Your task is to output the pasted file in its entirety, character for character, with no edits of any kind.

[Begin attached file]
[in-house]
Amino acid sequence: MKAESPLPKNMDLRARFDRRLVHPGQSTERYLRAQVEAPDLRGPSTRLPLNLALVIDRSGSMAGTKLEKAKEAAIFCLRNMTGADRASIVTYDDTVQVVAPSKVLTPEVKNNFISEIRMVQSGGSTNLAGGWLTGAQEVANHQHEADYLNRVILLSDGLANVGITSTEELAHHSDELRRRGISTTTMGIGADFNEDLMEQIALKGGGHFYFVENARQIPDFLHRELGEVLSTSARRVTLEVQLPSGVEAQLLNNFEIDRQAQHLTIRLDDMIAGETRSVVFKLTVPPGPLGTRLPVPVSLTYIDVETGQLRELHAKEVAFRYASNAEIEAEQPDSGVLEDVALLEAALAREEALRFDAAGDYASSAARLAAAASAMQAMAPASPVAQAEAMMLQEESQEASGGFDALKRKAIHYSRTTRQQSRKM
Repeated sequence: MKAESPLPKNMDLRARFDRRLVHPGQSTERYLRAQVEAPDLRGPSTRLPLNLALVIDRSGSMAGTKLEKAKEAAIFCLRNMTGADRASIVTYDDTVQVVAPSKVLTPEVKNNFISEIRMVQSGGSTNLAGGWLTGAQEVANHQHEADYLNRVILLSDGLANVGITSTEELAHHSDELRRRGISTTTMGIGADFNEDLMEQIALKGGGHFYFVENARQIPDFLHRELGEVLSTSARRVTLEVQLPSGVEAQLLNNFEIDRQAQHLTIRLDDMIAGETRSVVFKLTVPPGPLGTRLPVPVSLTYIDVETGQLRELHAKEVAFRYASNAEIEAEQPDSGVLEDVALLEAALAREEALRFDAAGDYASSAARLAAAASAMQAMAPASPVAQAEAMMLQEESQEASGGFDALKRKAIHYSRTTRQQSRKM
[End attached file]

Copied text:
[in-house]
Amino acid sequence: MKAESPLPKNMDLRARFDRRLVHPGQSTERYLRAQVEAPDLRGPSTRLPLNLALVIDRSGSMAGTKLEKAKEAAIFCLRNMTGADRASIVTYDDTVQVVAPSKVLTPEVKNNFISEIRMVQSGGSTNLAGGWLTGAQEVANHQHEADYLNRVILLSDGLANVGITSTEELAHHSDELRRRGISTTTMGIGADFNEDLMEQIALKGGGHFYFVENARQIPDFLHRELGEVLSTSARRVTLEVQLPSGVEAQLLNNFEIDRQAQHLTIRLDDMIAGETRSVVFKLTVPPGPLGTRLPVPVSLTYIDVETGQLRELHAKEVAFRYASNAEIEAEQPDSGVLEDVALLEAALAREEALRFDAAGDYASSAARLAAAASAMQAMAPASPVAQAEAMMLQEESQEASGGFDALKRKAIHYSRTTRQQSRKM
Repeated sequence: MKAESPLPKNMDLRARFDRRLVHPGQSTERYLRAQVEAPDLRGPSTRLPLNLALVIDRSGSMAGTKLEKAKEAAIFCLRNMTGADRASIVTYDDTVQVVAPSKVLTPEVKNNFISEIRMVQSGGSTNLAGGWLTGAQEVANHQHEADYLNRVILLSDGLANVGITSTEELAHHSDELRRRGISTTTMGIGADFNEDLMEQIALKGGGHFYFVENARQIPDFLHRELGEVLSTSARRVTLEVQLPSGVEAQLLNNFEIDRQAQHLTIRLDDMIAGETRSVVFKLTVPPGPLGTRLPVPVSLTYIDVETGQLRELHAKEVAFRYASNAEIEAEQPDSGVLEDVALLEAALAREEALRFDAAGDYASSAARLAAAASAMQAMAPASPVAQAEAMMLQEESQEASGGFDALKRKAIHYSRTTRQQSRKM